Acting ethically isn’t about being nice or being liked. It’s about transparency. That means being honest about the potential for losses as well as gains. Hiding hard news from employees or stakeholders is rarely a sign of solid leadership.
This goes double in times of crisis. A classic example of this good kind of transparency comes from former Starbucks CEO Howard Shultz, who opened up to employees about company mistakes in 2008 after tearfully laying off 12,000 workers at the height of the recession.
I’ve been guilty of the opposite. A couple years ago, I invested in a company that was in the process of being acquired and encouraged colleagues to do the same. But the buyer changed the terms at the 11th hour–and we were left holding the bag. Rather than share that news openly, I tried to save face by paying the others out of my personal finances. But by not telling the whole story, I set off alarm bells for a couple of investors–and in the process, I lost a good friend.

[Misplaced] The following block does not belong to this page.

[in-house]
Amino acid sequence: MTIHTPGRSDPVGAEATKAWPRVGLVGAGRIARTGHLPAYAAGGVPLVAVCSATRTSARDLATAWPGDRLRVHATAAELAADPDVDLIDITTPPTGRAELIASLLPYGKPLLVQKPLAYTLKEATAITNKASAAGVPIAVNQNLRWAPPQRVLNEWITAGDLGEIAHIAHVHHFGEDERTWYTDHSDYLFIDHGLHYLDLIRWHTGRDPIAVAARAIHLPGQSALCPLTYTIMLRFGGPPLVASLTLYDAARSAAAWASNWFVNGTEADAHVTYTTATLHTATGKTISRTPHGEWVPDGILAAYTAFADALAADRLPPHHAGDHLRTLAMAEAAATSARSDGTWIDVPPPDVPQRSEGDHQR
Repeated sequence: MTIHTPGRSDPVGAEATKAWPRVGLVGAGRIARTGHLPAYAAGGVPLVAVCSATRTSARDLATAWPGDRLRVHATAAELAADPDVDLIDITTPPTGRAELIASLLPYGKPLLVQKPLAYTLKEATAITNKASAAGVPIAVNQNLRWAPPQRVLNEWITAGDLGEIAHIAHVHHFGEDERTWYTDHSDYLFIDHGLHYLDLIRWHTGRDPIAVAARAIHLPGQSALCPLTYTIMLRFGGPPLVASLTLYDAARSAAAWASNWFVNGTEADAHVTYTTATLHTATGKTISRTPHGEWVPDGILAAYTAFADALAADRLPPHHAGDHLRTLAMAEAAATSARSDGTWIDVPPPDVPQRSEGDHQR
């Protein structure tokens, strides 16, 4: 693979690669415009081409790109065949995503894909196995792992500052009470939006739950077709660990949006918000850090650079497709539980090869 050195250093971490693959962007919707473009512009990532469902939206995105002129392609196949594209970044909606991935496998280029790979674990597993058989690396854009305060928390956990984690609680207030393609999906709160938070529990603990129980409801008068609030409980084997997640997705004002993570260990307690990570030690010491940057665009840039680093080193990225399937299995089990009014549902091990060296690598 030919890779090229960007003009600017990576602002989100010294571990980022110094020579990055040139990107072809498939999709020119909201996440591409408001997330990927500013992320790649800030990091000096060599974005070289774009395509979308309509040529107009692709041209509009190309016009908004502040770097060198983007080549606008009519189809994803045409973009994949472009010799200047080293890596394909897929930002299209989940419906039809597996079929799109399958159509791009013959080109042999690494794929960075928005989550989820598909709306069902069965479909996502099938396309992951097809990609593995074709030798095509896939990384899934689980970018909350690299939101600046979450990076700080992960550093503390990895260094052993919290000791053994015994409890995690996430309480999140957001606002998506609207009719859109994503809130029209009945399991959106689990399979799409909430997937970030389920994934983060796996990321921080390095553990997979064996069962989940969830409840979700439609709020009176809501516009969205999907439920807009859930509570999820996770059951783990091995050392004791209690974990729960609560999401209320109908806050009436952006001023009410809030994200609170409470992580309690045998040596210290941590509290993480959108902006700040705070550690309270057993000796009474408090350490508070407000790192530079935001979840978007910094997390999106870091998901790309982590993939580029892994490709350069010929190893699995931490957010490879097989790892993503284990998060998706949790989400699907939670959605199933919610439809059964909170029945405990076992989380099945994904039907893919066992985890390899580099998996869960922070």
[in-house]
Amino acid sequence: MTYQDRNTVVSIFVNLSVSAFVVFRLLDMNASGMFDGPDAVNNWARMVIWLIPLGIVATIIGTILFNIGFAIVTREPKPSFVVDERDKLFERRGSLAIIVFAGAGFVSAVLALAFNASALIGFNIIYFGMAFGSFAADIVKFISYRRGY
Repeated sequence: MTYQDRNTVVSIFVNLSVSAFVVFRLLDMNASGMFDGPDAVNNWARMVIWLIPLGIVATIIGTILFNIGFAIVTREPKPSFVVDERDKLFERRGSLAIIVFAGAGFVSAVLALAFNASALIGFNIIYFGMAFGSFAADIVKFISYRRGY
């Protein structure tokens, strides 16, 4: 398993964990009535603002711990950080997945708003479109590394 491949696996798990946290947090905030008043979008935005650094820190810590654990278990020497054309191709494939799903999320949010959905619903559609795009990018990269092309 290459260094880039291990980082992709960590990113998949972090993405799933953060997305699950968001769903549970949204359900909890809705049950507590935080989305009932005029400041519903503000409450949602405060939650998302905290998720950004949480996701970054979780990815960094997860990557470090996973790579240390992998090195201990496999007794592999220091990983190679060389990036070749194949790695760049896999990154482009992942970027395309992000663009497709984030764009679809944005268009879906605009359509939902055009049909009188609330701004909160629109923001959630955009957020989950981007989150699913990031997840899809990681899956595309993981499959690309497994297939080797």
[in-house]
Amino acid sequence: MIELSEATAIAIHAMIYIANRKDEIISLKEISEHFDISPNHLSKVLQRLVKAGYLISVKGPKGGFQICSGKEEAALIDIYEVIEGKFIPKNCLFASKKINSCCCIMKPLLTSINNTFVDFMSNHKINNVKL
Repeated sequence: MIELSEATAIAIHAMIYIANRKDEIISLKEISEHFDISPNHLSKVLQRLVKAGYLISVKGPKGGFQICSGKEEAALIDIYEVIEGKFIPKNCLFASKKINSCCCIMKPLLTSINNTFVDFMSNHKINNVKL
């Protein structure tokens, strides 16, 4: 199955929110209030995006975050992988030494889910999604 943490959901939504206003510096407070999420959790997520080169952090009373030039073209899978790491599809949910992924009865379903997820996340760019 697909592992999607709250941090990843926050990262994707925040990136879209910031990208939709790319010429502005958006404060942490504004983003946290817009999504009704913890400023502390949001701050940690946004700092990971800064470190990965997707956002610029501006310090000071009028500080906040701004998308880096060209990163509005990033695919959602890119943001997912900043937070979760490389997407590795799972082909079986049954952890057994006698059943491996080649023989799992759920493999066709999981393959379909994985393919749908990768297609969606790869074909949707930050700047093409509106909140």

They’re lone wolves
A serial entrepreneur might be a pro at pulling off seven-figure exits, but if they’re not talking to a single person who helped them get there after the fact, that’s a serious red flag. If you’re willing to burn people to make a buck, I’m willing to bet you’ll also cut corners along the way.
Just look at disgraced entrepreneur Billy McFarland. Long before he bilked customers, vendors, and investors out of millions with his disastrous Fyre Festival–and landed in prison on fraud conviction–McFarland had already racked up some serious bad will among previous customers and associates. A little research would have shown that his entourage of musicians and Instagram influencers were relatively recent acquisitions intended to build hype.